In Metaethics and Mental Time Travel, Fileva and Tresan (F&T) fairly and accurately reconstructed (improved?) and intricately dissected our paper. We cannot follow every twist and turn in a short blog post so concentrate on the key issue. They partially agree with us that semantic knowledge detached from diachronic self-awareness is insufficient for moral agency but disagree (i) whether that awareness needs to be “richly experiential” and (ii) the nature of diachronic deficits in the cases we discuss (see their discussion of these cases which is deeper than ours). As they say,
Representations with past- or future-oriented, autobiographical content, crucially, awareness of one’s past actions or future options as consistent or inconsistent with one’s principles do seem necessary: but MTT involves experiential representations of those sorts, and we seem able to conceive of agents motivated by principle without such experiential representations. Of course, in real humans those representations are often richly experiential. But if they’re required, perhaps it’s only by human nature.
We note that we would be happy to have made a claim about real humans and human nature but we take it that their disagreement is not that we haven’t covered possible worlds in which amnesics retain experiential diachronic self-awareness and hence agency! Indeed, see (ii) above, they interpret the neuropsychological cases differently than us arguing that a sufficient degree of diachronic self-awareness may be retained even if rich experiential diachronic self-awareness is lost (our italics).
Our point, which we took from the neuropsychological literature was that in these cases autonoetic awareness (and hence, we argued, agency) was missing. Autonoetic awareness is a term of art introduced by Tulving to refer the feeling that an experience is “mine”. This aspect of subjective experience seems subtle and elusive rather than “rich”. So much so that its nature comes into focus when it is lost in cases of neuropsychological damage. Rather as the experience of familiarity tends to be obscured in the normal flux of experience and becomes salient when lost in cases of defamiliarisation such as Capgras delusion or Jamais Vu. These cases contrast with rich perceptual experience in which structural detail which can be made the focus of attention yielding more information.
As an example consider RB a patient who lost the sense of autonoesis for his episodic memories (quoted in Klein 2012). He described his experience thus.
When I remember the scene with my friends, studying, I remember myself walking into the room… and… other things I did and felt… But it feels like something I didn’t experience… (something I) was told about by someone else. It’s all quite puzzling (Our italics).
I can see the scene in my head… I’m studying with friends in the lounge in the residence hall. But it doesn’t feel like its mine… that I own it. It’s like imagining the experience, but it was described by someone else.
Whatever precisely R.B. is missing it seems quite a subtle feature of experience. Our idea was that people who cannot automatically experience representations, including of their prior moral principles, as their own will have compromised agency. And if agency is necessary for judgement, compromised moral judgement. The ways in which the experience of “mineness” can be affected differ in qualitatively and in degree so it is difficult to make a categorical judgement on the basis of cases like that of R.B., H.M. and E.V.R. If however self-knowledge is confined to the third personal and propositional we stand by the view that agency is compromised. R.B. is of course an interesting case since, if he is accurately describing his experience in theory-neutral terms then he is a case of intact episodic memory without autonoesis. A dissociation not contemplated in the earliest characterisations of the concept of autonoesis.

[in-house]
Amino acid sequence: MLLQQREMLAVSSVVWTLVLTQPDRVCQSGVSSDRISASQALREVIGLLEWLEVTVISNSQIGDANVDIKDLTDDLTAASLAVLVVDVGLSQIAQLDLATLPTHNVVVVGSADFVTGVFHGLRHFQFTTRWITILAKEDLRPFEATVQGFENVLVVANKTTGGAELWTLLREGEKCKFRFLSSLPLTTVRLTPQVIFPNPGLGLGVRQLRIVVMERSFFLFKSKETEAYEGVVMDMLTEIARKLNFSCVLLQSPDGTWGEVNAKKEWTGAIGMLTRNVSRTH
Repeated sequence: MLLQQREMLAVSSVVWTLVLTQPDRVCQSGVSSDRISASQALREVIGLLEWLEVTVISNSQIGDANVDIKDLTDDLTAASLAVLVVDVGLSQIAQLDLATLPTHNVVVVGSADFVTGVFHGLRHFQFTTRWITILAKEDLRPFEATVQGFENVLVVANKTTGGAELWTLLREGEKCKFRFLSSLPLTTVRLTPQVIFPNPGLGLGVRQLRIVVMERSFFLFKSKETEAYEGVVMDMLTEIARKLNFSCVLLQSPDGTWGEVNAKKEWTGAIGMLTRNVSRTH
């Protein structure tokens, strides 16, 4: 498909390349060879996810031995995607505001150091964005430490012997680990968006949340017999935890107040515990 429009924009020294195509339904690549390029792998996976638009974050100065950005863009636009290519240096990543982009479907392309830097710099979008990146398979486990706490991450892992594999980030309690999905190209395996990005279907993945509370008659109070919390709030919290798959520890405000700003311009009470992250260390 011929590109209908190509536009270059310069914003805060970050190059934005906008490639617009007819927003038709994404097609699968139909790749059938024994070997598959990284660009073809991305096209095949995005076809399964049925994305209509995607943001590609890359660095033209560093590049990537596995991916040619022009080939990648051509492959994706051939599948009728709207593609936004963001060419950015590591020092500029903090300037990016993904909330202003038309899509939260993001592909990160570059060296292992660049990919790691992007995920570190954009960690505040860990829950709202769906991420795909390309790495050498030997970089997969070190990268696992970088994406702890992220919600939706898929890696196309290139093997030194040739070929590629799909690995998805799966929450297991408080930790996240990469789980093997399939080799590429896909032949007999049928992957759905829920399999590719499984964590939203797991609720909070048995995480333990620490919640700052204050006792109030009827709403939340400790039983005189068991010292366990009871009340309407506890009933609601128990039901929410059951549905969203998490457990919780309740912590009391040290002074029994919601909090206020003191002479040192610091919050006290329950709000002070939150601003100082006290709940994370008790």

How to proceed without rehearsing interpretations of case evidence and the subtleties of metaethical arguments (e.g. whether and to what degree there is convergence between sophisticated/inclusive versions of rationalism and sentimentalism). Consider a judge with episodic amnesia and ex hypothesi a deficit in MTT and autonoesis. She has intact semantic memory, legal knowledge, reasoning and executive capacities so she is able to decide cases synchronically. She just cannot remember that she has done so, but if the matter or a similar one comes up before her again she can evaluate the arguments (again) and reach the correct decision. So her legal reasoning is consistent over time and across cases. Does such a judge have legal competence?
Many would say yes. This answer suggests that synchronic capacities absent diachronic awareness are sufficient for legal agency, understood as the ability to make the right decisions in context.
Now consider the judge deciding whether to get divorced, to retire to another country or to how invest her savings. The relevant information is accessible to her as propositional knowledge. And grant that when she wakes up one morning in Malaysia and asks why she is there and where her family are, she can understand the explanation. She decided previously to get divorced, give her money to her children and move overseas. But she lacks the sense that the decision was hers. It might as well have been made by someone else.
Is the judge a full moral agent?
One can answer this by consulting one’s intuitions or by via a moral theory which produces the answer as output. E.g. For a moral externalist presumably yes. Our approach, which we think we share with F&T is a kind of reflective equilibrium, allowing the moral theory to be influenced by empirical evidence without ruling H.M. R.B. or E.V.R. in or out as moral agents a priori.